Growing up, I was never on a soccer team or a softball team. The closest I came to softball was being a horrible t-ball player.
However, growing up, I was a swimmer and a gymnast. Both sports made me feel powerful, illuminated strength I was not aware I possessed, and always gave me a rush of adrenaline. I think this rush of adrenaline is why I like hockey so much. I found the same rush from watching the sport as I did from swimming in a relay or doing a routine on the floor.
At the age of three, my dad was carrying me across St. Paul to see the Wild play at the Xcel Energy Center.
We moved around a few times, so I've picked up a few favorite hockey teams.
We've watched the Philadelphia Flyers on TV for as long as I can remember. We moved to Chicago, so I started paying attention to the Blackhawks. We lived in California for a while. I never really grew attached to the Kings, but I did thoroughly enjoy the Martinez goal to win them the Stanley Cup in 2014.
In my younger years of being a hockey fan, I was not aware of what was happening in the game, other than the laughter that spilled from my lips when someone fell on the ice. There was also that one time where I audibly screamed, "Fall down!" when someone, indeed, fell down. It's a good thing I was a cute child.
As I grew into my teenage years and expressed my love for this sport, people got suspicious. And by people. I mostly mean boys. According to the average teenage boy, girls aren't supposed to like hockey, and if they do, it's because hockey players are notoriously attractive. There was no possible way I could enjoy hockey as a sport. Well, newsflash, I can, and I do.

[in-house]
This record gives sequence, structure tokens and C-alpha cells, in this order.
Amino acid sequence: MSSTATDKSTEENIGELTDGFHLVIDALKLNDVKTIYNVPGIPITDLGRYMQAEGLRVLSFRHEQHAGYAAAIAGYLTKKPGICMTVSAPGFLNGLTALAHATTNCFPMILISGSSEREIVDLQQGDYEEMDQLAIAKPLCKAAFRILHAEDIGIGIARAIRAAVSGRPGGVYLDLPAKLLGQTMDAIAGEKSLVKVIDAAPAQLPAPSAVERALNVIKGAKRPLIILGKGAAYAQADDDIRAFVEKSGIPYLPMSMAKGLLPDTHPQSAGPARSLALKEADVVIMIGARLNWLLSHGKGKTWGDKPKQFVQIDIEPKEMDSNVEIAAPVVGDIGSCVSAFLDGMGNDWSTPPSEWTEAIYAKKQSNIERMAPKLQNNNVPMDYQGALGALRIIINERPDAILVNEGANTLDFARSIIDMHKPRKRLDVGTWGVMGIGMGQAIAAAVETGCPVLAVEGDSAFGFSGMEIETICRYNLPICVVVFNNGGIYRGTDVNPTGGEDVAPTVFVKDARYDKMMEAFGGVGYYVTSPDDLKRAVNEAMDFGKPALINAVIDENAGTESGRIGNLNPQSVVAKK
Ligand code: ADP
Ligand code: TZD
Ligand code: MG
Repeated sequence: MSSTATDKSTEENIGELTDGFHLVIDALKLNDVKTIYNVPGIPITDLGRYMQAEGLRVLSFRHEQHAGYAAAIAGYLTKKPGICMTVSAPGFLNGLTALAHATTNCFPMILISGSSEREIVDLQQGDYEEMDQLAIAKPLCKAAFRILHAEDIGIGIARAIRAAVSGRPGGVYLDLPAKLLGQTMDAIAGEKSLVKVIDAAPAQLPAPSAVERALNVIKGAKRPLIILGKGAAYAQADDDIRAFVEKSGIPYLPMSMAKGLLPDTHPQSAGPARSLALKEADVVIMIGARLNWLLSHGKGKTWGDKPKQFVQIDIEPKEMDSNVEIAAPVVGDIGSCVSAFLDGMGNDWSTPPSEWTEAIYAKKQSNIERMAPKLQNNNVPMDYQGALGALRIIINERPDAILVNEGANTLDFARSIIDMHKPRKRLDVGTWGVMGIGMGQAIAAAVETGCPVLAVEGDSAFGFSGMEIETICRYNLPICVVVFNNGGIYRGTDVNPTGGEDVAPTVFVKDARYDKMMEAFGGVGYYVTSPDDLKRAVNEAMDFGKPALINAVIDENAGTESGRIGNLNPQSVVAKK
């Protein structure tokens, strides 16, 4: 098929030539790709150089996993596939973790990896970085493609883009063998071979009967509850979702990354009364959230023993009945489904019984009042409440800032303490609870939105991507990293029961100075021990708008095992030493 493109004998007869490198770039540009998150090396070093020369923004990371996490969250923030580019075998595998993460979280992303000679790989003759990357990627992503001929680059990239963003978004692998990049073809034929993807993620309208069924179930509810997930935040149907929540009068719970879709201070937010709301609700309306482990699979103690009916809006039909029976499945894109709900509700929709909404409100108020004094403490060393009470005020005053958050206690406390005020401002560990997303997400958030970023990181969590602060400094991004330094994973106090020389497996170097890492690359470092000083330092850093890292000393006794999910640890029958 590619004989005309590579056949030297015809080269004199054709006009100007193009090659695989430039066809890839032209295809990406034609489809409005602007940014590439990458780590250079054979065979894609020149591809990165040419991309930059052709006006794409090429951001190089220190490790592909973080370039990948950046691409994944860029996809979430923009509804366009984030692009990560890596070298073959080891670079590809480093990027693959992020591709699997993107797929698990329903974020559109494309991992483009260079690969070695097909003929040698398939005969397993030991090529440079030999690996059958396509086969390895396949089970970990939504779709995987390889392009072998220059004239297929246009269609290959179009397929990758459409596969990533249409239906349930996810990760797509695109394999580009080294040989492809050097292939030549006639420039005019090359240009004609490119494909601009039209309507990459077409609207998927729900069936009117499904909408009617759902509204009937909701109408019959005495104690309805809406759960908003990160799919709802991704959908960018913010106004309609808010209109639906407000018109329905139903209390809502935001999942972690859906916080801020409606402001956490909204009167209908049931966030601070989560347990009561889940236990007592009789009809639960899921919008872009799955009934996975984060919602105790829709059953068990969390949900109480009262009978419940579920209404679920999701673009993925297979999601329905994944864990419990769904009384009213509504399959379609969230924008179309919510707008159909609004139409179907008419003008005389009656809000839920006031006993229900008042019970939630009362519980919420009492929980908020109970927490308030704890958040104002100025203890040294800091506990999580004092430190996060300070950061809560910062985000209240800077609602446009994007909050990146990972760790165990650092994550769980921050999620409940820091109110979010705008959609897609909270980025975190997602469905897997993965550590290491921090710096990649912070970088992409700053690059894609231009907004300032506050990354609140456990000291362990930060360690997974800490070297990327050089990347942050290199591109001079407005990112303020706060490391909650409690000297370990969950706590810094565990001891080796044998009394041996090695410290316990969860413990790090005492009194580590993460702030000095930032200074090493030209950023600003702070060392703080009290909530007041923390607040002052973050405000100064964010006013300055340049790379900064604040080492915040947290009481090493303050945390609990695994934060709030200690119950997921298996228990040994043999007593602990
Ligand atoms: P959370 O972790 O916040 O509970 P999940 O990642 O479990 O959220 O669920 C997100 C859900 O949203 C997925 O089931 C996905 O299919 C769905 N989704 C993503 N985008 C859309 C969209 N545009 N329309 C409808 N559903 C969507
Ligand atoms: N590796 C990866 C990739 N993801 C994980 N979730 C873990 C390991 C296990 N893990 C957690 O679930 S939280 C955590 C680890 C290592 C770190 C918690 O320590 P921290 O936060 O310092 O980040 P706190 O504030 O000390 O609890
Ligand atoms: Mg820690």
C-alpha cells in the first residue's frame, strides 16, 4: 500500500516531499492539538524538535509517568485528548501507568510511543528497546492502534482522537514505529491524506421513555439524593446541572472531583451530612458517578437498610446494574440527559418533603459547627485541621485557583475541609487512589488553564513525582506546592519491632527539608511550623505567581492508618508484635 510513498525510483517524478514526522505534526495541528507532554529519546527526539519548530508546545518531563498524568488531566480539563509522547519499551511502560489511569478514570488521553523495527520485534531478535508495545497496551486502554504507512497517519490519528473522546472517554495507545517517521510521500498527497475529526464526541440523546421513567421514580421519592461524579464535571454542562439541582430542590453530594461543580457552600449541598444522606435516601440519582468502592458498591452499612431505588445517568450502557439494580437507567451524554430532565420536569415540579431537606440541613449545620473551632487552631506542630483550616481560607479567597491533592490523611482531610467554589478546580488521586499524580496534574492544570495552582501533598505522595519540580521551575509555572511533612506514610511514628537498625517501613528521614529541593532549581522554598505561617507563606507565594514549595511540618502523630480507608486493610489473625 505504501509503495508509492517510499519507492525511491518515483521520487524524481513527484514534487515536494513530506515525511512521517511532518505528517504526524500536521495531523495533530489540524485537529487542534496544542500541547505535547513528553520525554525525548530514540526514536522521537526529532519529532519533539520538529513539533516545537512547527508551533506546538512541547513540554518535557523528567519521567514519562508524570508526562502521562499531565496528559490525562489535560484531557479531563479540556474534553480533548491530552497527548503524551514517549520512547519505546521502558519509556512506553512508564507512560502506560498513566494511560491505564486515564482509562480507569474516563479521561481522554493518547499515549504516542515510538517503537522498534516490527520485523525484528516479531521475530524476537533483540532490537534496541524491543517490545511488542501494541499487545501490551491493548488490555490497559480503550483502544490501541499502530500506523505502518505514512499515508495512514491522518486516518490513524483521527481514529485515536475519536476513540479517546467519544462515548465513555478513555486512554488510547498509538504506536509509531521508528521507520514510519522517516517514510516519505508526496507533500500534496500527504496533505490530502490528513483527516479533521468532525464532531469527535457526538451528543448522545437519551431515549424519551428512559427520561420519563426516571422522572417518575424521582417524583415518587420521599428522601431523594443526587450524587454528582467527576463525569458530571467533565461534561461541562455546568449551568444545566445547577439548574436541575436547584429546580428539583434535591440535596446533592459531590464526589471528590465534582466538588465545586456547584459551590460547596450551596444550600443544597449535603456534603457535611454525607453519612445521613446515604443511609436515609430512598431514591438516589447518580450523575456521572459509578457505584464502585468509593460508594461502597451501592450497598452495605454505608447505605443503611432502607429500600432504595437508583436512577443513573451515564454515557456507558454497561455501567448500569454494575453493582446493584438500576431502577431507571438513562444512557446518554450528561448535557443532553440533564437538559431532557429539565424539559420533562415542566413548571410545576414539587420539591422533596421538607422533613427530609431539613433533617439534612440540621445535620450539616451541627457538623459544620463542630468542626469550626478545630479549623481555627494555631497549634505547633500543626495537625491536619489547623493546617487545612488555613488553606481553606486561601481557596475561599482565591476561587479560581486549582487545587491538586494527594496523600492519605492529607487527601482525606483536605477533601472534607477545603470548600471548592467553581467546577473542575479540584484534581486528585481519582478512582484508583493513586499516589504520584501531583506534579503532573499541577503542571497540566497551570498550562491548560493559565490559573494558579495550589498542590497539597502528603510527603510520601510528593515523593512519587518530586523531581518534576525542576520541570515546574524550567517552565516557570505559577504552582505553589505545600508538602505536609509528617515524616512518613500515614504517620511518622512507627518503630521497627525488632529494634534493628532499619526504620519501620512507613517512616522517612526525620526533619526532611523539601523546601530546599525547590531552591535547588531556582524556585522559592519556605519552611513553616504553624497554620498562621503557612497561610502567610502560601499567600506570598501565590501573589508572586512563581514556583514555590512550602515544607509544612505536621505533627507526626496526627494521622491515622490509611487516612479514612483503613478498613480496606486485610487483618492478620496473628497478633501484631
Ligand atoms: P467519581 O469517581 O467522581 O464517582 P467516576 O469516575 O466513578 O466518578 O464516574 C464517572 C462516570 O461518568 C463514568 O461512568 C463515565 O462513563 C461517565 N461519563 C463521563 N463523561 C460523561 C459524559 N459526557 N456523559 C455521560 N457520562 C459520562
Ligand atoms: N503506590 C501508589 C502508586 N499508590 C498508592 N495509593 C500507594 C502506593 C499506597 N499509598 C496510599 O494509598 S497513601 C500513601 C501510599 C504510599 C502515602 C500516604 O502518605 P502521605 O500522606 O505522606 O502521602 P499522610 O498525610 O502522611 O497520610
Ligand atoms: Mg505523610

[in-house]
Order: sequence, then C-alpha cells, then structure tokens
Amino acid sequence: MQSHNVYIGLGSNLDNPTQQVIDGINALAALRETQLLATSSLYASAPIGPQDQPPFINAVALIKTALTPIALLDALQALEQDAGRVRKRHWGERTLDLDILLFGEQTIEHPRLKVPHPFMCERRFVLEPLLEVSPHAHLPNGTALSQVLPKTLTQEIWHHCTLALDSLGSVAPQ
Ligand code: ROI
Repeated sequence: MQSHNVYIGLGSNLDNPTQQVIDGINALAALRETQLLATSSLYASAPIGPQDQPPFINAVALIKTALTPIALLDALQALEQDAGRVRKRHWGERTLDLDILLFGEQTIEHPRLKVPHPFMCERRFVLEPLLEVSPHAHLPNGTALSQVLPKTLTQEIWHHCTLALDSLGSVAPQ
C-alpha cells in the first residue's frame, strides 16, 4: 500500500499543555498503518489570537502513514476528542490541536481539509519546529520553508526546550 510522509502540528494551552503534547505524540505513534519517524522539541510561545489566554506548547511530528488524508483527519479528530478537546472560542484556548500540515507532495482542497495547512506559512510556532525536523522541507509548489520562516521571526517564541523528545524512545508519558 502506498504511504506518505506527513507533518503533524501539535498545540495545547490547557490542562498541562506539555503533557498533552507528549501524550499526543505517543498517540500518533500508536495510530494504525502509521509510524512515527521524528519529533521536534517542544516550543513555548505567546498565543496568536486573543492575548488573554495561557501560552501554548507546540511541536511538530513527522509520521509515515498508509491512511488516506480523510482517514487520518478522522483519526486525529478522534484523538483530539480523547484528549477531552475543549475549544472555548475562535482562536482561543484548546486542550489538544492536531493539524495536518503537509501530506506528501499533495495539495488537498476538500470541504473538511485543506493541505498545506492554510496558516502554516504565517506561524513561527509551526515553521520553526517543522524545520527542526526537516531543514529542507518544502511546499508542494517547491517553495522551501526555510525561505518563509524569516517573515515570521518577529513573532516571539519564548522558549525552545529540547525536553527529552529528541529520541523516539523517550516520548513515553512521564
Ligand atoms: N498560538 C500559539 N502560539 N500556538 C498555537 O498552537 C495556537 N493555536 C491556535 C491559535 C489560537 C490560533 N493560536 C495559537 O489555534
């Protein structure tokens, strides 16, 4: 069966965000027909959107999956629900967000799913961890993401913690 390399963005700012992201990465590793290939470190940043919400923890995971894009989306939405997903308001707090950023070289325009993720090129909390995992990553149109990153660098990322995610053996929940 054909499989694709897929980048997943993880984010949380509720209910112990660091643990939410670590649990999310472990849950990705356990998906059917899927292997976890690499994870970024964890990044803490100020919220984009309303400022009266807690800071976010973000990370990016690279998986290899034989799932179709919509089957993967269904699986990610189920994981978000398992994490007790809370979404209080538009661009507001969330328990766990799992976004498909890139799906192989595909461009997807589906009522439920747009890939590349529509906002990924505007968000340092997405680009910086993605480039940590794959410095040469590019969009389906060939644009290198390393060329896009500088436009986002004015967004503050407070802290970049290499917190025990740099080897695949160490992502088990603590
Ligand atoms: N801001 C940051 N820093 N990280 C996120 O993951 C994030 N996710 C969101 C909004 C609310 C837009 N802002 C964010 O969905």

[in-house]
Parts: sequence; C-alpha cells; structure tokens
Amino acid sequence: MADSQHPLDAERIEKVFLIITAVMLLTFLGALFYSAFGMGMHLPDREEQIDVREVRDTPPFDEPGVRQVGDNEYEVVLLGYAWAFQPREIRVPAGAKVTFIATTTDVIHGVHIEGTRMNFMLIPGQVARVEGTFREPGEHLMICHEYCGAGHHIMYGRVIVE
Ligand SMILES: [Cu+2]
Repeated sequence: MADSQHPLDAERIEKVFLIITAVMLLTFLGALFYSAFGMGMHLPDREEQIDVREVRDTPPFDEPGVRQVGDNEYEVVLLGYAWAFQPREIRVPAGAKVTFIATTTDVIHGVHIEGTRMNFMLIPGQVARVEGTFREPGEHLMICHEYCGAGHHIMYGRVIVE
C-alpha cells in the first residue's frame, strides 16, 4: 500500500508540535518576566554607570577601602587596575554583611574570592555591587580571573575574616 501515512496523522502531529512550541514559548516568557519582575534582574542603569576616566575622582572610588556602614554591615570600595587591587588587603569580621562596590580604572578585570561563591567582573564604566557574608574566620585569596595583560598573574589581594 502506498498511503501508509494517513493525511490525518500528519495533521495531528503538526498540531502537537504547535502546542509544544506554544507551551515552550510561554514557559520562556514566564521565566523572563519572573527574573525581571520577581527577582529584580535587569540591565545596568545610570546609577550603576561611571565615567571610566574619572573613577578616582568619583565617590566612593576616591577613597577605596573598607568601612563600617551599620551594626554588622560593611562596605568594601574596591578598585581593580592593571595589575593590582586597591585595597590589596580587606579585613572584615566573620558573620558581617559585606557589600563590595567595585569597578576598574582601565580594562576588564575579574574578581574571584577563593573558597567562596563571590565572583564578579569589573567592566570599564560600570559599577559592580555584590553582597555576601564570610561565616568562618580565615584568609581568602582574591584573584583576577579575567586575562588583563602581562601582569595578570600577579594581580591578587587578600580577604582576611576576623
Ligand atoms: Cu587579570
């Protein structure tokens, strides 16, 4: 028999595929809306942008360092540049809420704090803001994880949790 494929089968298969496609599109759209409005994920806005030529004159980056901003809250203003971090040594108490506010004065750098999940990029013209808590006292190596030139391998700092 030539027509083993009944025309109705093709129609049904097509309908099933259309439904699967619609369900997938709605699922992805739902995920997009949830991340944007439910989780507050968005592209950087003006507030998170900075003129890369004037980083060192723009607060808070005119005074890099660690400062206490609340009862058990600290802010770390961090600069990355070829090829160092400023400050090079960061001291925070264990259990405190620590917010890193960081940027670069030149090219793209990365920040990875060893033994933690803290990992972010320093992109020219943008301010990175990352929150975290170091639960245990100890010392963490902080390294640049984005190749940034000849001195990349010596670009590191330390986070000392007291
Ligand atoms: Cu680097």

If there's one thing you should know about me, you should not try to challenge me on the things I am passionate about, and hockey falls under this category. I've fought in many "how much do you truly know about hockey?" arguments and floored my opponent. While I got my love of hockey from my dad, I also got my ability to argue from him, as well. He is a lawyer, after all, so those boys didn't stand a chance.
My days of standing up to high school aged boys are over, but the idea that women only watch hockey for the men is not. I am not going to deny that there may be women who do watch for the players, but those women are not the majority. The terms for females who watch hockey are not those of endearment, and frankly, I'm tired of seeing them on social media and hearing them. The days of harassing female hockey fans need to end, mainly because there are more critical issues in hockey to discuss.
I'm going to turn your attention now to Daniel Carcillo's twitter video about his experience with brain injuries from his time in the NHL. Carcillo, a former Chicago Blackhawk, and Philadelphia Flyers player has recently been advocating for the awareness of concussions and brain injuries and the way they are mishandled and mistreated. While people may not have agreed with the way Carcillo played hockey sometimes, there is no arguing with his stance on concussion health. Instead of complaining about women liking hockey for the players, or in general, educate yourself on this important matter.